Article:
On Friday, June 26, 2009, the Bank of England published its bi-annual Financial Stability Report [http://www.bankofengland.co.uk/publications/fsr/2009/fsr25.htm]. The Report noted that although financial support was needed from governments in the early part of 2009, the global financial system appears to be strengthening. Government actions such as additional liquidity insurance, additional capital investment, and direct lending to banks have helped to stabilize the market in recent months. As the value of government support in North America and Europe reached 50% of those economies' gross domestic product, equity markets have risen by 25%-35% from their low points in March, and a strengthening of the credit markets has recovered approximately another $2 trillion of mark-to-market losses. Improvement in market perception is both signaled and benefitted by increased private support, such as conversions of preferred shares to common equity, conversions of subordinated debt into equity, and direct forms of shared investments between private and government investors. Bank balance sheets, however, "internationally remain weak," which could be a big risk if the financial system were to undergo another big shock. Banks remain highly leveraged, tying their net worth to "changes in sentiment about asset values." Cross-border funding is another at-risk area, as "rising sovereign and cross-border risks" could cause "further disruption to funding markets."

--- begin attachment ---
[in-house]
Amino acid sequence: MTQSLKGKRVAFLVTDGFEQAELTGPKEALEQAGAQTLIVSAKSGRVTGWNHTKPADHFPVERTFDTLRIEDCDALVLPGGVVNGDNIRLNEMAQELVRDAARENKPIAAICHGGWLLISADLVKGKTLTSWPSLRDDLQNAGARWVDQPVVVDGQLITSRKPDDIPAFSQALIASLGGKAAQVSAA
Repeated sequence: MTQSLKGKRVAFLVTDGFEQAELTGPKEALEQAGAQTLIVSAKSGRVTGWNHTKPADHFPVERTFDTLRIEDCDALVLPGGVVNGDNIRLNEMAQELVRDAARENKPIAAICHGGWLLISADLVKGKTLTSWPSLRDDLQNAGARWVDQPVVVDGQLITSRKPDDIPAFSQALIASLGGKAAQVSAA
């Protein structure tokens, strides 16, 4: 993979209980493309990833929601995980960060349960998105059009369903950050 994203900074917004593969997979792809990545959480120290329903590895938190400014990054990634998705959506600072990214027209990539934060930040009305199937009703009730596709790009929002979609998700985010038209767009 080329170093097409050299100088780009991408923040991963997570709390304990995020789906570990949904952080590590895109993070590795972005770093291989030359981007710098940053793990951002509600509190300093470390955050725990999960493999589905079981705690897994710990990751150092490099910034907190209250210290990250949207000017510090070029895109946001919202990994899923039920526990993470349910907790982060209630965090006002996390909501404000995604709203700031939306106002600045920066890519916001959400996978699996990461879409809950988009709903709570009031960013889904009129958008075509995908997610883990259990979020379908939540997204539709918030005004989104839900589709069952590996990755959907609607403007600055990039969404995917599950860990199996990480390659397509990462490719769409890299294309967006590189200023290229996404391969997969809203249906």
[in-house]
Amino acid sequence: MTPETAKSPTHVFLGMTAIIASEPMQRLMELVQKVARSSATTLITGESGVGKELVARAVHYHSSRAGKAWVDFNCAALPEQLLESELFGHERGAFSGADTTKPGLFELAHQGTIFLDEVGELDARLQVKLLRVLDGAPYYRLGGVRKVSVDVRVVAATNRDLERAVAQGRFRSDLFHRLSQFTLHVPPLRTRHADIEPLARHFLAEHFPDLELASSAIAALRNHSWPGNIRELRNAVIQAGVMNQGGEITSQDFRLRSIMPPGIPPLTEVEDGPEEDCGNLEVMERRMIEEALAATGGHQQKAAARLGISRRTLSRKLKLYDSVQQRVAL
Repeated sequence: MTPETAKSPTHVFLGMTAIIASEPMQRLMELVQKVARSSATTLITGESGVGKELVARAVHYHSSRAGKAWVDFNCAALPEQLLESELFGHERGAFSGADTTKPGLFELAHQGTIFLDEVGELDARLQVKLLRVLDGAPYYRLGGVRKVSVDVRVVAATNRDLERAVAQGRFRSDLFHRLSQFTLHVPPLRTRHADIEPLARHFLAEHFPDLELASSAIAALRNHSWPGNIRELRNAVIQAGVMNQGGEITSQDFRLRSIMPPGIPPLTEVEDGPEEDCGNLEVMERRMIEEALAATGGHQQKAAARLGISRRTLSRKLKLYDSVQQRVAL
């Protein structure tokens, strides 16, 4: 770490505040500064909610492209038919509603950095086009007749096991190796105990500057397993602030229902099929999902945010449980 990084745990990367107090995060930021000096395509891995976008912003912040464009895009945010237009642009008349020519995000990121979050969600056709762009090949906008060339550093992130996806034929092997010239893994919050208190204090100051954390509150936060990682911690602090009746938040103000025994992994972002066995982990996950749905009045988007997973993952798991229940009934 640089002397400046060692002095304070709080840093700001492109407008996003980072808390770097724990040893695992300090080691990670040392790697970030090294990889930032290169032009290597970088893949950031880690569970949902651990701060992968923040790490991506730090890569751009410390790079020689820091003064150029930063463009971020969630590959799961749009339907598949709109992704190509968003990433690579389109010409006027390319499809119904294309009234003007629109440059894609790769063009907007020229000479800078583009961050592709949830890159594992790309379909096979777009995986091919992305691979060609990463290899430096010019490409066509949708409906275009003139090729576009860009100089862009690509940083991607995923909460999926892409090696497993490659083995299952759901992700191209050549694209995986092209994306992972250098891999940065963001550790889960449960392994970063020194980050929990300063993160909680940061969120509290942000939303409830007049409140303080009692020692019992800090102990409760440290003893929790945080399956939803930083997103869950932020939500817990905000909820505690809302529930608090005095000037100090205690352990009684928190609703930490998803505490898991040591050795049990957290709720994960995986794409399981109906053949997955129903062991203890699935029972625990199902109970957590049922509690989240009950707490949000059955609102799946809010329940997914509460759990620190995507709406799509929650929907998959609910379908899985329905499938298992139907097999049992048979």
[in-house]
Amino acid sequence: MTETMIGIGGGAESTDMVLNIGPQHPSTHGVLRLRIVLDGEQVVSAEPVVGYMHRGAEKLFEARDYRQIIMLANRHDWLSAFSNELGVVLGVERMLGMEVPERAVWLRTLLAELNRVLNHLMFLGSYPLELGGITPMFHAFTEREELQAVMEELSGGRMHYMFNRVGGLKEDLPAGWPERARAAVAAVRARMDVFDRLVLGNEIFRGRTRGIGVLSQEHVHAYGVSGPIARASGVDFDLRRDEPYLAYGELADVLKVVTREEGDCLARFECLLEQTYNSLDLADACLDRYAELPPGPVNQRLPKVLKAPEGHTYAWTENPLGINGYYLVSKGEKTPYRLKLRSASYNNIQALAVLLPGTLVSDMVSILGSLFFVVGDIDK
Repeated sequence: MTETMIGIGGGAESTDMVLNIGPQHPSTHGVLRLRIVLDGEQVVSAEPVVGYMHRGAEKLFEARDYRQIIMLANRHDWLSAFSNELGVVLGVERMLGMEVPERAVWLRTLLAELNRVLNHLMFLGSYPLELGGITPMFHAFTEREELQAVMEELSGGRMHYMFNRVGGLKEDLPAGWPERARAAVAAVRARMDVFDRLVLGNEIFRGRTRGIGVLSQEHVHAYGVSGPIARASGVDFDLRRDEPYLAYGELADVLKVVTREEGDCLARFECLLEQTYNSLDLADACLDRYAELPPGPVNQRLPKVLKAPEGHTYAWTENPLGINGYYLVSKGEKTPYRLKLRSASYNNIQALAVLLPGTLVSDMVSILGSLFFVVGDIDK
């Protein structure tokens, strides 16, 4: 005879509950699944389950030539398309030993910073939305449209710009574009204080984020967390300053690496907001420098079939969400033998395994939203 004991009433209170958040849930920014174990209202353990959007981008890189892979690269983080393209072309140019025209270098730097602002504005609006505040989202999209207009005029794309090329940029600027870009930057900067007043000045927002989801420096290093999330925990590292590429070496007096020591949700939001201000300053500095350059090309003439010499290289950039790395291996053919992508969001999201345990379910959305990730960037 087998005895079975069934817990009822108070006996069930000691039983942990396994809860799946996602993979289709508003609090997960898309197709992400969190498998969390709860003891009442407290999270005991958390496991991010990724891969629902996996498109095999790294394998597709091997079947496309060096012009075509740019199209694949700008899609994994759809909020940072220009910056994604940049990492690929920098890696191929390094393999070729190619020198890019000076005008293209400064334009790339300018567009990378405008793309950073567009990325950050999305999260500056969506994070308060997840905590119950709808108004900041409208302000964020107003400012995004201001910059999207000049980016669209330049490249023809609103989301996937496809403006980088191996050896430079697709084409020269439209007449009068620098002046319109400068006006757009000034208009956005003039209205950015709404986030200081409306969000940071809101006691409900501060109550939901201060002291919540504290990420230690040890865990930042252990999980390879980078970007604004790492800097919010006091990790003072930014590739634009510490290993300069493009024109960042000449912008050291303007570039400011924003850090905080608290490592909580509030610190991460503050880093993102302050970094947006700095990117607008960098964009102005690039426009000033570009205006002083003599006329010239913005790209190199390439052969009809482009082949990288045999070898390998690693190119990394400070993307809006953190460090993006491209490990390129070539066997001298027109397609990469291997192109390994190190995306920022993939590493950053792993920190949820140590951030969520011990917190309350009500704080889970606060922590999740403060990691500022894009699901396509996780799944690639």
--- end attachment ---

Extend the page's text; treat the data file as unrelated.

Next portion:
For a brief overview of the Bank of England's Financial Stability Report, see http://www.bankofengland.co.uk/publications/fsr/2009/fsroverview0906.pdf.